“In fact, the percentage of American adults using social media increased substantially from 5% in 2005 to 72% in 2021.1 Given that 8 in 10 American adults use the internet to search for health information,2 the impact of social media on medical decision-making is likely considerable.3″

Accuracy in health reporting is critical

“Black men have a higher incidence and mortality from prostate cancer than White men,45 and Hispanic men have an increased risk of advanced stage disease.6 Guidelines pertaining to prostate cancer screening and treatment primarily support the concept of shared decision-making,78 which places an expectation on physicians to enable patients to play a more active role in their medical care.9

The impact of inequality and disparities

“Numerous studies have demonstrated inequalities and disparities among racial and ethnic groups in terms of prostate cancer screening,10 a number of which have shown Black and Hispanic men to be disproportionately and negatively impacted compared to White men. Although the factors contributing to this disparity are likely multilevel, one component may be attributable to higher levels of physician distrust among Black and Hispanic men.1112 Indeed, prior studies suggest that Black and Hispanic men may be more likely to seek out and trust health information online.913″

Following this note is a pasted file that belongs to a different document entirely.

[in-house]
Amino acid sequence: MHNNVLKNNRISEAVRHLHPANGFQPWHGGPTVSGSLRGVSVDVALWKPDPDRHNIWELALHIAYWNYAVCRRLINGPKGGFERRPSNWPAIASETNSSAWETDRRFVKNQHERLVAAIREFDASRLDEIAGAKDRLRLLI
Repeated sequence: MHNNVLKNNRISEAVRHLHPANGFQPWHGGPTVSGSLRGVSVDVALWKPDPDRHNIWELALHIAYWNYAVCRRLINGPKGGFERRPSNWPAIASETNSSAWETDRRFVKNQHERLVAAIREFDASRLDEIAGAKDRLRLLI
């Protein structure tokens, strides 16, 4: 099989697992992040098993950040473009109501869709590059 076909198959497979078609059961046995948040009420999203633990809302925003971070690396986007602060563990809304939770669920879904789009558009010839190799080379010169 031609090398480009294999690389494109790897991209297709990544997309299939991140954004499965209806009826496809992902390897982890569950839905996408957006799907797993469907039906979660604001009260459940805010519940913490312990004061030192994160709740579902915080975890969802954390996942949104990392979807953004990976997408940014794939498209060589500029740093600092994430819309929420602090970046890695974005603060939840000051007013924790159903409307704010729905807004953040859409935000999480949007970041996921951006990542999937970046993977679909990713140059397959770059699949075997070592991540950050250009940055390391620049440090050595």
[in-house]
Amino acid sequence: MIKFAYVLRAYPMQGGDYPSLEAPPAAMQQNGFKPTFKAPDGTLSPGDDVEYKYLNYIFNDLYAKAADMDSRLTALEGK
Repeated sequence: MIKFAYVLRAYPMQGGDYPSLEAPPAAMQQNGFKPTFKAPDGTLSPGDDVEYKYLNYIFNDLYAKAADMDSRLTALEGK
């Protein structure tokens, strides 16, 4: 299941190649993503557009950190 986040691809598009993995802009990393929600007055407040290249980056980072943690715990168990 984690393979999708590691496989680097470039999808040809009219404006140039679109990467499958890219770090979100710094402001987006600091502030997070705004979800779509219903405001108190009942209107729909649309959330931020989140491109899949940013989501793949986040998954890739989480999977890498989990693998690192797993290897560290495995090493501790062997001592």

Tiktok

Photo by National Cancer Institute on Unsplash

Perception and risk

This research confirms the importance of accuracy and sensitivity in health reporting.

“The ability of online content to conform to its audience’s identity is crucial for positive evaluations of health information.14 Therefore, under-representation of Black and Hispanic men in online content may limit the accessibility of and viewer identification with information. Additionally, few Black men perceive themselves to be at a higher risk of developing prostate cancer15 than the general population, despite statistics to the contrary.45.”

Accurate and accessible prostate cancer screening information should be tailored to racially and ethnically diverse populations. This could play a role in encouraging these men to seek screening at an earlier and more appropriate stage.

More scrutiny of social media?

A recent study has shown that patients who rely on the internet as their primary source of health information for prostate cancer are significantly more likely to report decision regret and a worse-than-expected overall treatment experience.18